Bring a (Properly Packed) Backpack

Another important item to bring with you to any national park is a comfortable daypack. Use it to pack all of your essentials on hikes and/or when roaming the park. This will make it easy to carry all of the supplies you should have on you at all times, such as:

  • Extra Water
  • Waterproof Layers
  • Trail Snacks
  • A Map
  • A Flashlight or Headlamp
  • Sunscreen
  • Bug Spray
  • A Hat
  • A First Aid Kit
  • Bear Spray
  • Trash Bags

Making sure that you have the necessities on you at all times will ensure that you are prepared for anything you encounter during long days exploring the park.

Trash Collection Supplies

Something most park visitors do not think about packing is trash collection supplies. However, this is a must-have item to bring with you when visiting a national park. Consider bringing sealable trash bags in your backpack, as this will allow you to take your trash with you when you leave the park. Whether you will only be visiting a national park for a day, or you plan on backpacking for a few days, bringing trash bags is essential in order to ensure you do not leave any garbage behind.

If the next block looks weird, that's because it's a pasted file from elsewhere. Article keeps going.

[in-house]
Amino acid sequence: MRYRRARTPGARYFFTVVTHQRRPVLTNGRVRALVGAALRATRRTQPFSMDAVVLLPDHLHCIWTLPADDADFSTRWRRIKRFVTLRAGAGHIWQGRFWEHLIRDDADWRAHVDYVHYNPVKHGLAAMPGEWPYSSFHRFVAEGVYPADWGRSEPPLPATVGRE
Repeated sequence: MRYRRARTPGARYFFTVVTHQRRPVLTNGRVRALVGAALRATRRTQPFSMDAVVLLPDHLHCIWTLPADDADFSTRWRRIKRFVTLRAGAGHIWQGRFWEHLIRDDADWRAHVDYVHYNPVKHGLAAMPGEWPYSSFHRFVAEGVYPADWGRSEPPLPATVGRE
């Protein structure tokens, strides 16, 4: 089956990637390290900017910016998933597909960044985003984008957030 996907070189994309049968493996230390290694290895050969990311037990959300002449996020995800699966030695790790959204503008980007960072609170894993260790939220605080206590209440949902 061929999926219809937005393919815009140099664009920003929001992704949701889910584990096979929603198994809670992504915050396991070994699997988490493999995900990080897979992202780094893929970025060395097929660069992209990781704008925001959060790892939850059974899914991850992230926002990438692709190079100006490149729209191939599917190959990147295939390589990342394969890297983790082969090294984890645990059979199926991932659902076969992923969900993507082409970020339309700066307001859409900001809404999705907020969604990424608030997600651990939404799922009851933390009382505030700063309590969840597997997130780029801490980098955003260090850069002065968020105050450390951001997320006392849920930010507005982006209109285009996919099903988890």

A person's arms cleaning up a plastic water bottle and other plastic litter from a grassy hiking trail in a national park.
A trash bag is a must-have item to bring with you when visiting a national park.

The fact is that you can't always rely on there being readily available trashcans in the wilderness. Those you find can quickly fill up during the touristy summer months. In order to do everything you can to leave no trace and limit your impact on the park, plan to pack your trash with you when you leave.

A National Park Map

Now that everyone has GPSs on their phones, a map is not something that most people would think to bring on vacation. However, phone service in national parks can be limited. You may not be able to rely on your GPS inside the park. You should then stop in at a visitor's center for a park map when you arrive, or you can print one out at home ahead of time. An added bonus of using a park map is that these often include unique details such as popular trails and monuments that may not be on your phone's GPS.

For people who are not comfortable reading a physical map, there are apps that you can use offline. Avenza is one such example, which is designed for hiking and biking and has maps of many national parks. You can also use your settings in Google Maps to make certain maps available offline. Before visiting any national park, it is important that you are prepared with multiple physical and digital maps.

Making sure that you have all of the essentials with you when visiting a national park this summer will ensure your trip goes as smoothly as possible. Feel free to contact us for more advice on must-have products you should bring with you on a national park trip.